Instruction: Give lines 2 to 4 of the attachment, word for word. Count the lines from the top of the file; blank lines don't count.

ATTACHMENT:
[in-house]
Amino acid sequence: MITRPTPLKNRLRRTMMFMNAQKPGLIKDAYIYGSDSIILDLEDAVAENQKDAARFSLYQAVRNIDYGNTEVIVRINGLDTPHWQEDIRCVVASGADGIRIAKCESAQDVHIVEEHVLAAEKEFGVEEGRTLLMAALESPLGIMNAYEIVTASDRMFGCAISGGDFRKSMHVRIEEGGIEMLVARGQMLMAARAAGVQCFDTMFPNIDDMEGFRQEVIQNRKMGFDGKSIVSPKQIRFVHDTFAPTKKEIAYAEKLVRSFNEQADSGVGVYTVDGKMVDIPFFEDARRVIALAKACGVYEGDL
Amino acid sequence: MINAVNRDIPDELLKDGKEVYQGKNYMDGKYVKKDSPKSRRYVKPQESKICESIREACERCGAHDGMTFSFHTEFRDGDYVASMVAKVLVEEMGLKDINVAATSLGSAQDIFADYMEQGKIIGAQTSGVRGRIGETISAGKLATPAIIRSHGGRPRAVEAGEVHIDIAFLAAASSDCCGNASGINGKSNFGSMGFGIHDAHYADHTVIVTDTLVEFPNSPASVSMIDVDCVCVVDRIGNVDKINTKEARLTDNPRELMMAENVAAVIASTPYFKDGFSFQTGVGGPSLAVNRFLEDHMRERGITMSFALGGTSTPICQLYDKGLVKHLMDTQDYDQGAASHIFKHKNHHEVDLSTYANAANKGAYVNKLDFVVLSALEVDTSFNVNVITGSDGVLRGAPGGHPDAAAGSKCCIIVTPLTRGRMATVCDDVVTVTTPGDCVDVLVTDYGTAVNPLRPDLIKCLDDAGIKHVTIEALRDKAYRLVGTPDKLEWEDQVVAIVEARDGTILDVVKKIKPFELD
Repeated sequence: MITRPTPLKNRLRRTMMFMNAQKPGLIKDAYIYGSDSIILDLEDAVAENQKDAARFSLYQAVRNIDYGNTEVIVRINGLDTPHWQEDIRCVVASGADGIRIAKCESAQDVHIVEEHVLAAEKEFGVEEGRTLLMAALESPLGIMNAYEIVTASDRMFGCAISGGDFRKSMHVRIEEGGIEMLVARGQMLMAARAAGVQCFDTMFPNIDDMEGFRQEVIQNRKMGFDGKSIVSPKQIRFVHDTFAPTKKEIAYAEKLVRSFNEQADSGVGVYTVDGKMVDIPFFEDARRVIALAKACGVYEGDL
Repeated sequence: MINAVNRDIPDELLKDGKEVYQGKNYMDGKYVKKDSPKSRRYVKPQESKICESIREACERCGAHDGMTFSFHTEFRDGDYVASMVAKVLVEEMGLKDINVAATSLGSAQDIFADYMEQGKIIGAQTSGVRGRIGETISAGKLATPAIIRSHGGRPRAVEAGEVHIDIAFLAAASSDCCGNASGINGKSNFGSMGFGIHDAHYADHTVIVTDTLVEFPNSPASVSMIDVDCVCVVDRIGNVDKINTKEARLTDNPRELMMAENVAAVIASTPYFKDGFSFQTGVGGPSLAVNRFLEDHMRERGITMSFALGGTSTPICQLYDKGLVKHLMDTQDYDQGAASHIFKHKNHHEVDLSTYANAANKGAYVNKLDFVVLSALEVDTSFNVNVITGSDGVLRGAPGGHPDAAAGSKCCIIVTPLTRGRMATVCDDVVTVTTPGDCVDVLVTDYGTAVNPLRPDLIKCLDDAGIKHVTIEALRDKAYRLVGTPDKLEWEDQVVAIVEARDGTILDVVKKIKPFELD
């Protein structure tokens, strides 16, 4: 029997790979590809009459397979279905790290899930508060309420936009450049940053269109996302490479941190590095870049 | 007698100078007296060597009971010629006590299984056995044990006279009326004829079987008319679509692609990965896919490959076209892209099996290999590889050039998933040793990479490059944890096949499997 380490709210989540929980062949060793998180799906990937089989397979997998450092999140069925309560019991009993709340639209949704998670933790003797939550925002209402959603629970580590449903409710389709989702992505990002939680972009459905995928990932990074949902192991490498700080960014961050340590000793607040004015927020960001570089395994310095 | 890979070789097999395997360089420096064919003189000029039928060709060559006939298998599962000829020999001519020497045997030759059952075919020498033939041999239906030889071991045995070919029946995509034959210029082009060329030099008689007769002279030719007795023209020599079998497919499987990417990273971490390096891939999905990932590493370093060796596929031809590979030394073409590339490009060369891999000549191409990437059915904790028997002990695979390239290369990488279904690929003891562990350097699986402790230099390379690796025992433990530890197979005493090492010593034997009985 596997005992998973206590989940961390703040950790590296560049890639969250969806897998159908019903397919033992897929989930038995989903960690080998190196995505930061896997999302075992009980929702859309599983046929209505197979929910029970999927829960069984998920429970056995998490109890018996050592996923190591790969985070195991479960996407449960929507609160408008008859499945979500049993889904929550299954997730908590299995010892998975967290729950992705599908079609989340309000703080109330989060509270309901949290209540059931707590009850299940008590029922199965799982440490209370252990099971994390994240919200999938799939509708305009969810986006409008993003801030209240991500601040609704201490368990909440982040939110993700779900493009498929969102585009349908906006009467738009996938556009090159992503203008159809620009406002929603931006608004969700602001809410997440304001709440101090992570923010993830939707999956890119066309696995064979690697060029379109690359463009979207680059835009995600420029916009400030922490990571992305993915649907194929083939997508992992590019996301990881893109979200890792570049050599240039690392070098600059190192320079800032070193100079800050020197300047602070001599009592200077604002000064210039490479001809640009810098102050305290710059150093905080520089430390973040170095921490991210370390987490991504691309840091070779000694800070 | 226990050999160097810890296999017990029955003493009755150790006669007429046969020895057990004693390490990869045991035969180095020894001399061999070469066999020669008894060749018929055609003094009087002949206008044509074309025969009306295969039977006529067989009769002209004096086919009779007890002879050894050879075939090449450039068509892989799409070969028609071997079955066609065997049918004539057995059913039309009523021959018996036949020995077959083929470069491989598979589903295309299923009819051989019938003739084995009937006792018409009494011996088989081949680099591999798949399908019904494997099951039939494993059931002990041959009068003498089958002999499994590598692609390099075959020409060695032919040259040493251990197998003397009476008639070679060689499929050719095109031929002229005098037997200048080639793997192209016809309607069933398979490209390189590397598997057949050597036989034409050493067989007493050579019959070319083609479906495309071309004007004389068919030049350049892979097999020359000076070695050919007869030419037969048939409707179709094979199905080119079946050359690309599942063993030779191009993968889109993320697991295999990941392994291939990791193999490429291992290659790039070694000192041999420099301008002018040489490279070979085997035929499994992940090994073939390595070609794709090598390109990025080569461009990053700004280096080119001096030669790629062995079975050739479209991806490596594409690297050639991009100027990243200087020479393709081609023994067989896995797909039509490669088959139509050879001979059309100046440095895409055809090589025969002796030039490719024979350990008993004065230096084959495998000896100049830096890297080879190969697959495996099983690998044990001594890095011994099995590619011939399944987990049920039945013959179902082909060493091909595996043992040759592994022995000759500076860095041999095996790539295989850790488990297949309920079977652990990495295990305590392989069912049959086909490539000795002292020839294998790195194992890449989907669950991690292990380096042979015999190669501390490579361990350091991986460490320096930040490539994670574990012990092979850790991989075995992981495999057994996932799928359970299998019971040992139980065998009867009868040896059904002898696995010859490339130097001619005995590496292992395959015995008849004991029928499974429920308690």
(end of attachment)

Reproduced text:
Amino acid sequence: MITRPTPLKNRLRRTMMFMNAQKPGLIKDAYIYGSDSIILDLEDAVAENQKDAARFSLYQAVRNIDYGNTEVIVRINGLDTPHWQEDIRCVVASGADGIRIAKCESAQDVHIVEEHVLAAEKEFGVEEGRTLLMAALESPLGIMNAYEIVTASDRMFGCAISGGDFRKSMHVRIEEGGIEMLVARGQMLMAARAAGVQCFDTMFPNIDDMEGFRQEVIQNRKMGFDGKSIVSPKQIRFVHDTFAPTKKEIAYAEKLVRSFNEQADSGVGVYTVDGKMVDIPFFEDARRVIALAKACGVYEGDL
Amino acid sequence: MINAVNRDIPDELLKDGKEVYQGKNYMDGKYVKKDSPKSRRYVKPQESKICESIREACERCGAHDGMTFSFHTEFRDGDYVASMVAKVLVEEMGLKDINVAATSLGSAQDIFADYMEQGKIIGAQTSGVRGRIGETISAGKLATPAIIRSHGGRPRAVEAGEVHIDIAFLAAASSDCCGNASGINGKSNFGSMGFGIHDAHYADHTVIVTDTLVEFPNSPASVSMIDVDCVCVVDRIGNVDKINTKEARLTDNPRELMMAENVAAVIASTPYFKDGFSFQTGVGGPSLAVNRFLEDHMRERGITMSFALGGTSTPICQLYDKGLVKHLMDTQDYDQGAASHIFKHKNHHEVDLSTYANAANKGAYVNKLDFVVLSALEVDTSFNVNVITGSDGVLRGAPGGHPDAAAGSKCCIIVTPLTRGRMATVCDDVVTVTTPGDCVDVLVTDYGTAVNPLRPDLIKCLDDAGIKHVTIEALRDKAYRLVGTPDKLEWEDQVVAIVEARDGTILDVVKKIKPFELD
Repeated sequence: MITRPTPLKNRLRRTMMFMNAQKPGLIKDAYIYGSDSIILDLEDAVAENQKDAARFSLYQAVRNIDYGNTEVIVRINGLDTPHWQEDIRCVVASGADGIRIAKCESAQDVHIVEEHVLAAEKEFGVEEGRTLLMAALESPLGIMNAYEIVTASDRMFGCAISGGDFRKSMHVRIEEGGIEMLVARGQMLMAARAAGVQCFDTMFPNIDDMEGFRQEVIQNRKMGFDGKSIVSPKQIRFVHDTFAPTKKEIAYAEKLVRSFNEQADSGVGVYTVDGKMVDIPFFEDARRVIALAKACGVYEGDL